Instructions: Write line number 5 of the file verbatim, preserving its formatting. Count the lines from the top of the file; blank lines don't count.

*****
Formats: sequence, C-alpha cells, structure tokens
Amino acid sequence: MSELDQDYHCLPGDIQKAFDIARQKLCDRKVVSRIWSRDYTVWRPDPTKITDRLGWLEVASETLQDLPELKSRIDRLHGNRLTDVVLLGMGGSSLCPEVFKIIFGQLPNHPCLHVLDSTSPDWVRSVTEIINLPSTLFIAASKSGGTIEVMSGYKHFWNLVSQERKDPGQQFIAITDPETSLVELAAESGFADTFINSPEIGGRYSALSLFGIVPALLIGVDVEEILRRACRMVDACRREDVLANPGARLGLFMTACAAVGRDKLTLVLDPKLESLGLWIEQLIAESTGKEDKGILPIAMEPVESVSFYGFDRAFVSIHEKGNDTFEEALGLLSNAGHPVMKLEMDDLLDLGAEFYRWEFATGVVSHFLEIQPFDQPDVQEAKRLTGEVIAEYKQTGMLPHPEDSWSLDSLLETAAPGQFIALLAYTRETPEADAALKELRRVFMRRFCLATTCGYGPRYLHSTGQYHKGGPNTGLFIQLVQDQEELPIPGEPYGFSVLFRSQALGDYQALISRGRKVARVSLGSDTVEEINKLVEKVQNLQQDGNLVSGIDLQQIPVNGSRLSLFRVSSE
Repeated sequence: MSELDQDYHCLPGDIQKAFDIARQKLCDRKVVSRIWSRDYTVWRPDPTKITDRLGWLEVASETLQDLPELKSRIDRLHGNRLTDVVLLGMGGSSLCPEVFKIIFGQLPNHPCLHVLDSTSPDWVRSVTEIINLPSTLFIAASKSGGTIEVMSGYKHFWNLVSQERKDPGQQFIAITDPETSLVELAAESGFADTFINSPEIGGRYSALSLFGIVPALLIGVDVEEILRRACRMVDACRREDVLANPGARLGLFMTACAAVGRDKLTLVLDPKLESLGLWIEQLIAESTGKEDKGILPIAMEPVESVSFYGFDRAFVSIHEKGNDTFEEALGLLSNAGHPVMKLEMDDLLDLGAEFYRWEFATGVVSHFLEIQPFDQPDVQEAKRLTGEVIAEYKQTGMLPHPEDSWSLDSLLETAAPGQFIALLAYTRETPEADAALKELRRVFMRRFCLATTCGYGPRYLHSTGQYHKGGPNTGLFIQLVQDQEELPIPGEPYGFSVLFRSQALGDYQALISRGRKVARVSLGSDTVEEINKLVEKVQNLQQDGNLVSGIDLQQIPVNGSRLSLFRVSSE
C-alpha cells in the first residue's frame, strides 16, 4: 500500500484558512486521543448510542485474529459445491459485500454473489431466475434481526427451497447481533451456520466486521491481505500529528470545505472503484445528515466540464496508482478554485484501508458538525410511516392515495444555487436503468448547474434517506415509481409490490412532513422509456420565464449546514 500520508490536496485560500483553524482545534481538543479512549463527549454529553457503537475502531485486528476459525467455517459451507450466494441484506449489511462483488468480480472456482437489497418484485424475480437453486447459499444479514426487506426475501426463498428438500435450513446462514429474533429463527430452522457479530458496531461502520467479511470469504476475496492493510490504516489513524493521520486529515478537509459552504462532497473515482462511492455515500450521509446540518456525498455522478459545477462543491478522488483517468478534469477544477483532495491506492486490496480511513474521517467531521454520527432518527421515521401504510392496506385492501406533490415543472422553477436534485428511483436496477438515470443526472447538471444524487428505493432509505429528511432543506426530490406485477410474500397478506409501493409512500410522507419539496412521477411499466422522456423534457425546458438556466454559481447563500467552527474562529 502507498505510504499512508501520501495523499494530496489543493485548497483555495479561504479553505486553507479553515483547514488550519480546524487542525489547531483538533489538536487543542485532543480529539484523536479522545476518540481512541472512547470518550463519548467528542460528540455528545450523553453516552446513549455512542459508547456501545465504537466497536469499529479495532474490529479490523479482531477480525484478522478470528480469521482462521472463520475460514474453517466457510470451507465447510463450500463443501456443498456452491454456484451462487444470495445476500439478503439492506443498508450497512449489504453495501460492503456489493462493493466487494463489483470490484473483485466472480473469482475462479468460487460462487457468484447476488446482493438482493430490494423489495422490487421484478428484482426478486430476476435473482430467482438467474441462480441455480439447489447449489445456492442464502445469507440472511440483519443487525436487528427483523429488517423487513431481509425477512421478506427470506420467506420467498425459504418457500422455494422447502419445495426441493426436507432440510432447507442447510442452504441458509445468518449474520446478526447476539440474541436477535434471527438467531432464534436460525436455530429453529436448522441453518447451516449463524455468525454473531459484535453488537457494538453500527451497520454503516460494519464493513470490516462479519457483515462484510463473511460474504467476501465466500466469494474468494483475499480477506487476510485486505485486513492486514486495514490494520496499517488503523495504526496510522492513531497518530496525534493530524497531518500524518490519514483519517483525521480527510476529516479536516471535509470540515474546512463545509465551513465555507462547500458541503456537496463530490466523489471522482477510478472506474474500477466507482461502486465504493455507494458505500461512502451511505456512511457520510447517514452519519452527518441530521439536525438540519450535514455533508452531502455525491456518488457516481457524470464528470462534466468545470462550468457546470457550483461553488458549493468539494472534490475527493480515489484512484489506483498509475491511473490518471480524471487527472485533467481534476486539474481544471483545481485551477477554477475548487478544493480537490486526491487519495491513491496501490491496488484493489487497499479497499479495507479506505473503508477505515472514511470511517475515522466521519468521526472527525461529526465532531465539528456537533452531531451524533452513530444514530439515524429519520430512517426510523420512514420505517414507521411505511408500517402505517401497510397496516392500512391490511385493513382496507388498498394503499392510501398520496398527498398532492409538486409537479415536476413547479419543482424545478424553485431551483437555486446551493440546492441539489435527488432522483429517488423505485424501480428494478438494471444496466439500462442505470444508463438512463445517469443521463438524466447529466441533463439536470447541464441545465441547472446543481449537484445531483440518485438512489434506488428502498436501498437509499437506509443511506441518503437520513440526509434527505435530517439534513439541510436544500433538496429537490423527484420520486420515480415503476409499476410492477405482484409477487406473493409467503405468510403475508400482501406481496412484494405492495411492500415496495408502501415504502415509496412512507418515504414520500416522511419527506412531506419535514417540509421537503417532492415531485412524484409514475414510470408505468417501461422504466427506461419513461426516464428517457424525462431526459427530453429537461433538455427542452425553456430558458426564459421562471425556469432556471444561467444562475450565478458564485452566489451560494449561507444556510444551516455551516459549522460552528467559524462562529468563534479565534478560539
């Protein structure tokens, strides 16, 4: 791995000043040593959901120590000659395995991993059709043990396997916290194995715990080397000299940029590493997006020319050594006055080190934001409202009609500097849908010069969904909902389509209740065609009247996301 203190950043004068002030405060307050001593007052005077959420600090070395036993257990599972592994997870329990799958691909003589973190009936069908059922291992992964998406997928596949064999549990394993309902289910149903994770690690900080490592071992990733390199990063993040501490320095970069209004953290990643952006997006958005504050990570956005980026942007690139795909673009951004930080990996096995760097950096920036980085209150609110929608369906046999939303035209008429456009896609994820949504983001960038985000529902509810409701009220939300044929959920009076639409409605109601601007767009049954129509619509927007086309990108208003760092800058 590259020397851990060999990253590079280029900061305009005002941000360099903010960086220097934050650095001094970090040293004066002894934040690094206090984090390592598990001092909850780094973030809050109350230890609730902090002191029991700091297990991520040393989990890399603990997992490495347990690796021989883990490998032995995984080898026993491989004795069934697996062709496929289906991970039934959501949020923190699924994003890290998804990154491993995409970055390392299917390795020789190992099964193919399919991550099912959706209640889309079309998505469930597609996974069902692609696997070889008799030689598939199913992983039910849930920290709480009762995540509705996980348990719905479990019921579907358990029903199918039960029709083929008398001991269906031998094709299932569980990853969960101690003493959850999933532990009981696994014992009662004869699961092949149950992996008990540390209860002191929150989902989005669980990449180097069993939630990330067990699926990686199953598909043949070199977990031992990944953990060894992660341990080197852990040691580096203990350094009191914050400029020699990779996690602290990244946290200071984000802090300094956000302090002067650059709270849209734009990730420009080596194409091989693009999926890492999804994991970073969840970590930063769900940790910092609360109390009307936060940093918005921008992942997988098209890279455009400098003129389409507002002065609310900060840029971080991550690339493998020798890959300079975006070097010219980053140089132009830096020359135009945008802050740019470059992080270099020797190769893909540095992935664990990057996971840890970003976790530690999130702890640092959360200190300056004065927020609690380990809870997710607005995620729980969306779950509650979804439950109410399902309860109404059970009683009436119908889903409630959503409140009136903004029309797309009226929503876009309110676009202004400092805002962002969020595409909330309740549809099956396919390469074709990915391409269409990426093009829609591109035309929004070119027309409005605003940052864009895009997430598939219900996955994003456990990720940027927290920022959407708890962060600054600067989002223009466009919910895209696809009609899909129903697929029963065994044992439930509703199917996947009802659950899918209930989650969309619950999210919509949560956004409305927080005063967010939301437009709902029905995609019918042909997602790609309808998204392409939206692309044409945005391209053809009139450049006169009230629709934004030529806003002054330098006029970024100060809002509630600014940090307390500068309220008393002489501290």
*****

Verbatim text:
């Protein structure tokens, strides 16, 4: 791995000043040593959901120590000659395995991993059709043990396997916290194995715990080397000299940029590493997006020319050594006055080190934001409202009609500097849908010069969904909902389509209740065609009247996301 203190950043004068002030405060307050001593007052005077959420600090070395036993257990599972592994997870329990799958691909003589973190009936069908059922291992992964998406997928596949064999549990394993309902289910149903994770690690900080490592071992990733390199990063993040501490320095970069209004953290990643952006997006958005504050990570956005980026942007690139795909673009951004930080990996096995760097950096920036980085209150609110929608369906046999939303035209008429456009896609994820949504983001960038985000529902509810409701009220939300044929959920009076639409409605109601601007767009049954129509619509927007086309990108208003760092800058 590259020397851990060999990253590079280029900061305009005002941000360099903010960086220097934050650095001094970090040293004066002894934040690094206090984090390592598990001092909850780094973030809050109350230890609730902090002191029991700091297990991520040393989990890399603990997992490495347990690796021989883990490998032995995984080898026993491989004795069934697996062709496929289906991970039934959501949020923190699924994003890290998804990154491993995409970055390392299917390795020789190992099964193919399919991550099912959706209640889309079309998505469930597609996974069902692609696997070889008799030689598939199913992983039910849930920290709480009762995540509705996980348990719905479990019921579907358990029903199918039960029709083929008398001991269906031998094709299932569980990853969960101690003493959850999933532990009981696994014992009662004869699961092949149950992996008990540390209860002191929150989902989005669980990449180097069993939630990330067990699926990686199953598909043949070199977990031992990944953990060894992660341990080197852990040691580096203990350094009191914050400029020699990779996690602290990244946290200071984000802090300094956000302090002067650059709270849209734009990730420009080596194409091989693009999926890492999804994991970073969840970590930063769900940790910092609360109390009307936060940093918005921008992942997988098209890279455009400098003129389409507002002065609310900060840029971080991550690339493998020798890959300079975006070097010219980053140089132009830096020359135009945008802050740019470059992080270099020797190769893909540095992935664990990057996971840890970003976790530690999130702890640092959360200190300056004065927020609690380990809870997710607005995620729980969306779950509650979804439950109410399902309860109404059970009683009436119908889903409630959503409140009136903004029309797309009226929503876009309110676009202004400092805002962002969020595409909330309740549809099956396919390469074709990915391409269409990426093009829609591109035309929004070119027309409005605003940052864009895009997430598939219900996955994003456990990720940027927290920022959407708890962060600054600067989002223009466009919910895209696809009609899909129903697929029963065994044992439930509703199917996947009802659950899918209930989650969309619950999210919509949560956004409305927080005063967010939301437009709902029905995609019918042909997602790609309808998204392409939206692309044409945005391209053809009139450049006169009230629709934004030529806003002054330098006029970024100060809002509630600014940090307390500068309220008393002489501290």